Fitch Ratings downgrades Bank of America, Goldman Sachs

Fitch Ratings downgraded Bank of America and seven other major banks on Thursday, citing the uncertain economy and a tough regulatory environment.

For the Charlotte-based bank, it marked the third downgrade in as many months. Now, all three of the major ratings agencies have pushed down its creditworthiness.

The Charlotte-based bank's long-term issuer default rating fell to "A" from "A+" in the move. Its short-term default rating and overall viability rating were downgraded as well.

A statement from Fitch said that Bank of America "will continue to lag major U.S. peers in capital strength while at the same time carrying higher-than-average overall risks," particularly in mortgage-related legal claims.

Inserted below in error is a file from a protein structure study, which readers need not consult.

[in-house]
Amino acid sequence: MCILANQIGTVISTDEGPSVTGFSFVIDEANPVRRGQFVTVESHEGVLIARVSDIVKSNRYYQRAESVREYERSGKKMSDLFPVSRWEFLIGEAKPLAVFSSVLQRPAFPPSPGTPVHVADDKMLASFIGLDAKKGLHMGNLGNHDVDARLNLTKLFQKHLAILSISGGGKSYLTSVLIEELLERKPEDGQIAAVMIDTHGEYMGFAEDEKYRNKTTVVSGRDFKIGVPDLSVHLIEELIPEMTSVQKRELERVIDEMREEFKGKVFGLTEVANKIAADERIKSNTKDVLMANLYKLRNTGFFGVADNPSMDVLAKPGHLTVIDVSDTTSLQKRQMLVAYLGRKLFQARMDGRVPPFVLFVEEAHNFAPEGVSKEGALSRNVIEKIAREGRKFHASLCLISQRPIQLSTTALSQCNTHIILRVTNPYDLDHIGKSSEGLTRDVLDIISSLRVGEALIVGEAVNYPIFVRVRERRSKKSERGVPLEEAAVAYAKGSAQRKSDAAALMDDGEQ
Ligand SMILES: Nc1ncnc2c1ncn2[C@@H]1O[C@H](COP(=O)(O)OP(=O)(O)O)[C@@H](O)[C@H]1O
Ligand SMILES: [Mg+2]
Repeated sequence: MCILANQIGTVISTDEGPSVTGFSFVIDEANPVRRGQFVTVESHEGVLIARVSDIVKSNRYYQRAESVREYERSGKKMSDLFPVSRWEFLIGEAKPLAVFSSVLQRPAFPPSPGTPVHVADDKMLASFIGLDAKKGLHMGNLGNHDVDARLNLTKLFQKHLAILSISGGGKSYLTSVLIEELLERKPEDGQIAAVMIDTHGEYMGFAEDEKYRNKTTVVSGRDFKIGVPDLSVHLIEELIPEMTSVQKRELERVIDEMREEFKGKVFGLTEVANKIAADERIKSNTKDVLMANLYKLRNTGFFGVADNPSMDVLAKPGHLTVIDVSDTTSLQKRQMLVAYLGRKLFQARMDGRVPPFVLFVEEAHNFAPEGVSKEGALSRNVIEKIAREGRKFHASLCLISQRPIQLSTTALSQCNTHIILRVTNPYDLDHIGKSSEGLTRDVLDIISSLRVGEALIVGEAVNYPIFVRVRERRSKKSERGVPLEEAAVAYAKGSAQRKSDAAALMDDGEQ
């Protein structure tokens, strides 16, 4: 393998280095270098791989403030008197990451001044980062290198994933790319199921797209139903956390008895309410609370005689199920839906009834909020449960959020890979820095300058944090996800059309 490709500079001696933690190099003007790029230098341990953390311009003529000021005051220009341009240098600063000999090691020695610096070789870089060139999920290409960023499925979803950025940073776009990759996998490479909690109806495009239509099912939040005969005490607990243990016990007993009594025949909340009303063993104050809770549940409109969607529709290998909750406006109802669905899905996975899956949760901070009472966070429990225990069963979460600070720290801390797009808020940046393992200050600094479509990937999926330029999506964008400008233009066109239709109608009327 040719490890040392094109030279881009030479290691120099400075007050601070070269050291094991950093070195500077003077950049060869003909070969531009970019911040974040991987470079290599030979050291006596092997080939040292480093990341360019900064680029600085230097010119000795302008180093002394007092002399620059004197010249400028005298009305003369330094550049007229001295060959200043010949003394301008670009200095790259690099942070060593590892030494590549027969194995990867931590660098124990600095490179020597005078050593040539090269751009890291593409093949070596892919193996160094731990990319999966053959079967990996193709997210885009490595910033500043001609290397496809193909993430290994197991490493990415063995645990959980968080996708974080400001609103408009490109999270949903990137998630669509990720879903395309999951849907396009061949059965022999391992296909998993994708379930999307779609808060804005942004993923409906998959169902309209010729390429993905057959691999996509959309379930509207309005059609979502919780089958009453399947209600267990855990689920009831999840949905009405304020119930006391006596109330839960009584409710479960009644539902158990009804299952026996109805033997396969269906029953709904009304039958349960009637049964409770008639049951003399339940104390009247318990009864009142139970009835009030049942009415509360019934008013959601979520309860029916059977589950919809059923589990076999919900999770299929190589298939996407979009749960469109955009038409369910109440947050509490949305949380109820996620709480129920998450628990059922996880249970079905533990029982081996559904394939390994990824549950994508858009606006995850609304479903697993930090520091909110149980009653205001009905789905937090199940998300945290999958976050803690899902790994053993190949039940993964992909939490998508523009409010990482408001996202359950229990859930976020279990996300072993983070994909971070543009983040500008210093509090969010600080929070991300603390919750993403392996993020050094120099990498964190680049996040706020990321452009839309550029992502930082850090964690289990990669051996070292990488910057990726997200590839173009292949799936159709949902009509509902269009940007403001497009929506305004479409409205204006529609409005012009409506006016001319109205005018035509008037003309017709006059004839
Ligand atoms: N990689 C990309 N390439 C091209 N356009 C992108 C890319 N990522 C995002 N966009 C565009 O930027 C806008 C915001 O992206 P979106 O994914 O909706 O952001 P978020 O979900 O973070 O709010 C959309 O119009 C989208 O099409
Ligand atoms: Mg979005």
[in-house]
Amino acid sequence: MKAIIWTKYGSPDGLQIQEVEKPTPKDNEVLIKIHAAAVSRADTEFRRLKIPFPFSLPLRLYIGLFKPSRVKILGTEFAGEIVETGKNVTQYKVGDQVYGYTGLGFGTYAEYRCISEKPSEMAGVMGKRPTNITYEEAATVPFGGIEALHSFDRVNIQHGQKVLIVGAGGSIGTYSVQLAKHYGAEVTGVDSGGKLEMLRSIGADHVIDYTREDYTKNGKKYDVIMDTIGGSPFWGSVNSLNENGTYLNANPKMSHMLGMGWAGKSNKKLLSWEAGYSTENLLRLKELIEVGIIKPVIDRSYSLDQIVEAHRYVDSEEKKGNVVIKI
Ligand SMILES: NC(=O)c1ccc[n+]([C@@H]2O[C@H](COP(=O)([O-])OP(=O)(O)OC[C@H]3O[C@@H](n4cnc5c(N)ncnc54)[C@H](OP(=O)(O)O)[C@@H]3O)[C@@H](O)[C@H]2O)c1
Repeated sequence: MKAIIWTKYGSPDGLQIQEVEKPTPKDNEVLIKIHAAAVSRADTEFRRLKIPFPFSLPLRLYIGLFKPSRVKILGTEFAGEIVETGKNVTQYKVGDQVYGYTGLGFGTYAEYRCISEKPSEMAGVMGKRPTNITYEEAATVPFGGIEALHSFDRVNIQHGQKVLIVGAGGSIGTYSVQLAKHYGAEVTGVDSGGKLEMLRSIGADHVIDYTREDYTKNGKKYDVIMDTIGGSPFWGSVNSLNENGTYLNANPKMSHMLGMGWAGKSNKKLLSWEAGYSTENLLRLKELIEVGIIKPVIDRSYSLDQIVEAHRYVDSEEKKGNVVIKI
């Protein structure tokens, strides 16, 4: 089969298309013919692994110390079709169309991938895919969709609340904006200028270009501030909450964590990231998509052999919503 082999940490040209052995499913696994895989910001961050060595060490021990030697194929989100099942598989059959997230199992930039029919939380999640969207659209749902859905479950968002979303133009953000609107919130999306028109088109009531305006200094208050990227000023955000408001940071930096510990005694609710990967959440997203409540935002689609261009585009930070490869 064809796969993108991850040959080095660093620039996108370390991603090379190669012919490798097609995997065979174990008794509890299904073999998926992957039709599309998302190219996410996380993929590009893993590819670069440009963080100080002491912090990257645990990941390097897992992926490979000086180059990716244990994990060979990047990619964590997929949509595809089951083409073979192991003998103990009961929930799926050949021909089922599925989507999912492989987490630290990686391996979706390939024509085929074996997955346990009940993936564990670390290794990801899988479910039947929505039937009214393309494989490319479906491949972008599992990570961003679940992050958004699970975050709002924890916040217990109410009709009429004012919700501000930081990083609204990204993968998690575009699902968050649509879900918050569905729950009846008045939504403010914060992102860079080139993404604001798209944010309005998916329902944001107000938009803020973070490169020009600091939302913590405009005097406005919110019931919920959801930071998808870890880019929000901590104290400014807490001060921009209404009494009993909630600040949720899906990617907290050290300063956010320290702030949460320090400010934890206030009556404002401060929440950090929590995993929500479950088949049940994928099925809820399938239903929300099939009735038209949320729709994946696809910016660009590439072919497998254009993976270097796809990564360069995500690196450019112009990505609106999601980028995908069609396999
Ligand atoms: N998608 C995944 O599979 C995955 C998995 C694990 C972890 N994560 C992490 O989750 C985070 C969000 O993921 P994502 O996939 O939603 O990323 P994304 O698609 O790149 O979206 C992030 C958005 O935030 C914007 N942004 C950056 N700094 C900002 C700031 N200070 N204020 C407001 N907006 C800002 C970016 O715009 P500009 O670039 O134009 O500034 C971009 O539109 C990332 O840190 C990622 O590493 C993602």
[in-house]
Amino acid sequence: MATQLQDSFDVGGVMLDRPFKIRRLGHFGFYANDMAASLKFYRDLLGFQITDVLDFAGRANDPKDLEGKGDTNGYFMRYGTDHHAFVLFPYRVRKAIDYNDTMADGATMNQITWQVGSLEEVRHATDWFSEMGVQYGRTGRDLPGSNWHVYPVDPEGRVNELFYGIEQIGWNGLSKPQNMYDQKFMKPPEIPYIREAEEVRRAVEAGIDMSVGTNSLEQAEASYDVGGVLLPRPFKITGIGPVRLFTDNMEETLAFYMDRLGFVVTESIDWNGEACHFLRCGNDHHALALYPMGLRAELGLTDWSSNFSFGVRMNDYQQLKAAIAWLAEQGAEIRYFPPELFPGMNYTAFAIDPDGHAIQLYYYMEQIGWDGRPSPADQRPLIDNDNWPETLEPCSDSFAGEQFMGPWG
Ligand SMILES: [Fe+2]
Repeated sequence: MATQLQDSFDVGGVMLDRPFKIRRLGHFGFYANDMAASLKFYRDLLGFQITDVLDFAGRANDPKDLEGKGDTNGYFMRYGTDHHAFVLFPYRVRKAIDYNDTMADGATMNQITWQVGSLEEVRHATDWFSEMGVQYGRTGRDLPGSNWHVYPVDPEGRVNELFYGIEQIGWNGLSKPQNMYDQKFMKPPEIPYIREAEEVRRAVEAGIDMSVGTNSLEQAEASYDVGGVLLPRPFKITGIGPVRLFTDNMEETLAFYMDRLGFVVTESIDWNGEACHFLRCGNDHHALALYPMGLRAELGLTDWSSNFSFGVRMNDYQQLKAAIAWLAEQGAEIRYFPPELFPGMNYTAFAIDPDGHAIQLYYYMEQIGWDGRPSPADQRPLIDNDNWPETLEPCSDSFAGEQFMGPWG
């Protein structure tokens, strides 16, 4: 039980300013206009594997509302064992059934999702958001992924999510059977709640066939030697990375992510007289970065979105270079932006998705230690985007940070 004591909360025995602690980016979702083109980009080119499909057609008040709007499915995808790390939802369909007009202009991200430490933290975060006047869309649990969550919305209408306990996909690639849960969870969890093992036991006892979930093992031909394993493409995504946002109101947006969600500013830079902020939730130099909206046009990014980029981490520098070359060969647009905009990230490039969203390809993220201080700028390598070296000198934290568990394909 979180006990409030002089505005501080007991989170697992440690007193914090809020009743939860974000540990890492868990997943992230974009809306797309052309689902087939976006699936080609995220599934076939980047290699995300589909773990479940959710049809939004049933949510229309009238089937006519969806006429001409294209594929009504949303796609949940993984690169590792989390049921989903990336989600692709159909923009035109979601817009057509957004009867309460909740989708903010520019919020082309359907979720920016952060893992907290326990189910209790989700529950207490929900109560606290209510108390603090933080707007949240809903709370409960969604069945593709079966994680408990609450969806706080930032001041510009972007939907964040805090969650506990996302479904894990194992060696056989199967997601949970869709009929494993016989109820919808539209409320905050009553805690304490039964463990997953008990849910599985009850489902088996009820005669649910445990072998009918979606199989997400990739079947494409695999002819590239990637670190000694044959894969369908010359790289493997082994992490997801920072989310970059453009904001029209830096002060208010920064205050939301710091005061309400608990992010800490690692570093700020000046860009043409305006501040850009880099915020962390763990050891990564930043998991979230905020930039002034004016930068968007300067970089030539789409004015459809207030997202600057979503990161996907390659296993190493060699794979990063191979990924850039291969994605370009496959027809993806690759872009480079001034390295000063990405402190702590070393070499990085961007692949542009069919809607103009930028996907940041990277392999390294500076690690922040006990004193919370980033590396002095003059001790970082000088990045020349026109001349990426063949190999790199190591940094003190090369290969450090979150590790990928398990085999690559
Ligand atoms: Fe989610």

Wells Fargo's rating was unchanged. Goldman Sachs and Barclays were also among the downgraded.

The wave of downgrades came as Fitch completed a broad review of the largest banks. It also cut by about half its estimate of the number of banks that would likely receive government support in the event of a crisis. Eight banks are now on the list, including Bank of America and Wells Fargo.

Fitch's downgrade is the latest for Bank of America. Standard & Poor's cut Bank of America's rating late last month after reworking its criteria for evaluating banks.

Moody's downgraded Bank of America in September, citing Dodd-Frank financial reforms that make it less likely that big banks would again be rescued by the government.

Bank of America's stock rose 3 cents Thursday, closing at $5.26.

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